Though City of Dubuque officials reimplemented charges at parking ramps and spaces months ago, revenues continue to underperform compared to last year.
From July to October, the city earned about $538,000 in parking revenue, compared to the $985,000 in the same time span last year.
While city officials did not charge for parking in the first two months of the fiscal year that started in July, parking revenues in September and October were still lower than last year.
In September, the Locust Street parking ramp brought in $25,665 in revenue. In the same month last year, it garnered $44,590.
Street parking meters brought in $47,782 for the city in October. The city earned $73,250 from parking meters in the same month last year.
Russell Stecklein, interim director of Dubuque Transportation Services, said the COVID-19 pandemic continues to be the primary factor in lower parking revenues for the current fiscal year so far.
While charged parking has been reinstated, many people continue to work from home, and actual traffic downtown remains low, he said. That, in turn, results in fewer people using city parking.
“We are hearing that some companies won’t be bringing their employees back to work downtown until July, so that is going to continue to affect parking,” Stecklein said. “Some people are returning to work, but it’s a slow process.”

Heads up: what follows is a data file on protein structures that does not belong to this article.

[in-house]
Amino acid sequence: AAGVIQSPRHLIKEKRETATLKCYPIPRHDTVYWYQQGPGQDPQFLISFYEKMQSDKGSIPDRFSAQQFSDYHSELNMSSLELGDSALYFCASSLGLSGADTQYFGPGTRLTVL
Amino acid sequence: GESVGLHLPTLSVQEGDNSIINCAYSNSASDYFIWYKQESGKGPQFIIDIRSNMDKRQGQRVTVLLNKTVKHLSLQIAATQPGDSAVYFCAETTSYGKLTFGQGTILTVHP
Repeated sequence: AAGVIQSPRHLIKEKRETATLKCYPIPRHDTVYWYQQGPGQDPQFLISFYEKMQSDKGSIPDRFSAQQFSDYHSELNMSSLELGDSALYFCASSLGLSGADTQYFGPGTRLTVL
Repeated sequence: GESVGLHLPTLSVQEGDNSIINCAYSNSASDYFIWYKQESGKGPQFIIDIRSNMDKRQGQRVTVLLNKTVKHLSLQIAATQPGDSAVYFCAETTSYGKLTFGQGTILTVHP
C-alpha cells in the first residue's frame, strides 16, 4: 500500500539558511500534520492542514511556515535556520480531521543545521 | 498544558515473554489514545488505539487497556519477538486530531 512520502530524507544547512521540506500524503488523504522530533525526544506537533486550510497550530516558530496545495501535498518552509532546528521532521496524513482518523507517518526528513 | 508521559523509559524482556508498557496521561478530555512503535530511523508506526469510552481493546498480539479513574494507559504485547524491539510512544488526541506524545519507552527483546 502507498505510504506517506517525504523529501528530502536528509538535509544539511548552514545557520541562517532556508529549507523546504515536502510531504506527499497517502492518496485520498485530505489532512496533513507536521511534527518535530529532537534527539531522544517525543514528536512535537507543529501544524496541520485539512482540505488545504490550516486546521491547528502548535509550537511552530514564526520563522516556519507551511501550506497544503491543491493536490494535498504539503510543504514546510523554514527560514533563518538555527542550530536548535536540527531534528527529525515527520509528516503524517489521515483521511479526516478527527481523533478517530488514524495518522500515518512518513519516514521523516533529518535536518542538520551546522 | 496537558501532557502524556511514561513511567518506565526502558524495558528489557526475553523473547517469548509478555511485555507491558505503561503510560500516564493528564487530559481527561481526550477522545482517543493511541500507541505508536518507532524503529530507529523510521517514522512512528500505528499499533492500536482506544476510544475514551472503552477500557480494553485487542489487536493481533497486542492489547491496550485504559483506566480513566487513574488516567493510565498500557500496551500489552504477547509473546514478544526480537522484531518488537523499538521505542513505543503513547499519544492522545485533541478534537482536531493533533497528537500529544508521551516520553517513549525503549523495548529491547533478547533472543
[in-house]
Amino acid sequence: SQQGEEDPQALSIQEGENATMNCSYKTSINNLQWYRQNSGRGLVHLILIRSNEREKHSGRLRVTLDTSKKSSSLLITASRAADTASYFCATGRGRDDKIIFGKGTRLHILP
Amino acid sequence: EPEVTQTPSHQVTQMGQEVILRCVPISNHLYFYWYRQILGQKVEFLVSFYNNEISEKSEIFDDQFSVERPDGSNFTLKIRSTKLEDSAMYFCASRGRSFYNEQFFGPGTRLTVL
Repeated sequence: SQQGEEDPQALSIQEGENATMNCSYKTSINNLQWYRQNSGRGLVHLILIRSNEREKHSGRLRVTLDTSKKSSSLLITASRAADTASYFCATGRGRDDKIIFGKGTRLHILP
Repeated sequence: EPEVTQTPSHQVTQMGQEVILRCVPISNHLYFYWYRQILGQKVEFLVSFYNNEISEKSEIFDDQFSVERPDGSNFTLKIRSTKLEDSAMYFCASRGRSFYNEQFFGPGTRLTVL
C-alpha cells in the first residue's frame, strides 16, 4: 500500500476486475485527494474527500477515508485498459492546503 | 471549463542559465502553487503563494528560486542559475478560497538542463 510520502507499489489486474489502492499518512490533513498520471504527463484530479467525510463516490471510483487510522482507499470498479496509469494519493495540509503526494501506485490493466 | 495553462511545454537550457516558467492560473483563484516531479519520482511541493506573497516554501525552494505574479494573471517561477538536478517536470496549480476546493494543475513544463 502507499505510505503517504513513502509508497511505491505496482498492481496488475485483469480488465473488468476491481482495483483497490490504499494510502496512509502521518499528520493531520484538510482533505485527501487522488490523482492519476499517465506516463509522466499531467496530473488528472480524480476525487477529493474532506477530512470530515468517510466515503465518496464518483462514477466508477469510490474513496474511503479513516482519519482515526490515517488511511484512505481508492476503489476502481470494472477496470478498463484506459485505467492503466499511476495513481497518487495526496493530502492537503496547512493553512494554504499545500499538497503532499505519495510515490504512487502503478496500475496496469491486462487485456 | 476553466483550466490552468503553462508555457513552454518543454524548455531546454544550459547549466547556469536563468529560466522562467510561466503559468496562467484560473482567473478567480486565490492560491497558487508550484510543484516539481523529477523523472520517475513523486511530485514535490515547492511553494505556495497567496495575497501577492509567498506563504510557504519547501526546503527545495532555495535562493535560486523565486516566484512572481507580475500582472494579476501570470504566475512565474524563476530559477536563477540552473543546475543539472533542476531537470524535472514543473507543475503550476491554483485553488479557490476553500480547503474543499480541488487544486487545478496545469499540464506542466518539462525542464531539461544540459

In fact, significant portions of parking revenue that the city still receives come from permit fees at ramps that remain unused. Many downtown businesses continue to pay for these permits, despite not using them, largely to ensure they are not taken by someone else, Stecklein said.
“There was a pretty good waiting list of people wanting available spaces, so if anyone ever stopped paying for the spots, we could call up the next person on the list,” Stecklein said. “Some of these companies are going to continue to rent so they don’t lose those spots. But there are also a lot of cancellations.”
Stecklein said he anticipates that the decline in revenue will negatively impact the city’s parking division, which is budgeted as a self-sustaining entity. Revenues are used to pay for city parking employees and enforcement officers and maintenance on the ramps.
He also said he anticipates some spending cuts will be needed to make up for the lost revenue.
“When we start losing revenue, it has an effect,” Stecklein said. “We’ll have to adjust budgets as we go.”
Dubuque Mayor Roy Buol said the COVID-19 pandemic’s impact on parking revenues is unfortunate, but he believes it is important for the city to support and maintain its parking infrastructure.
“It’s really important not only to the bigger businesses down there, but to the retail businesses as well,” Buol said. “It’s critical for our historic downtown, so we need to ensure that it remains available.”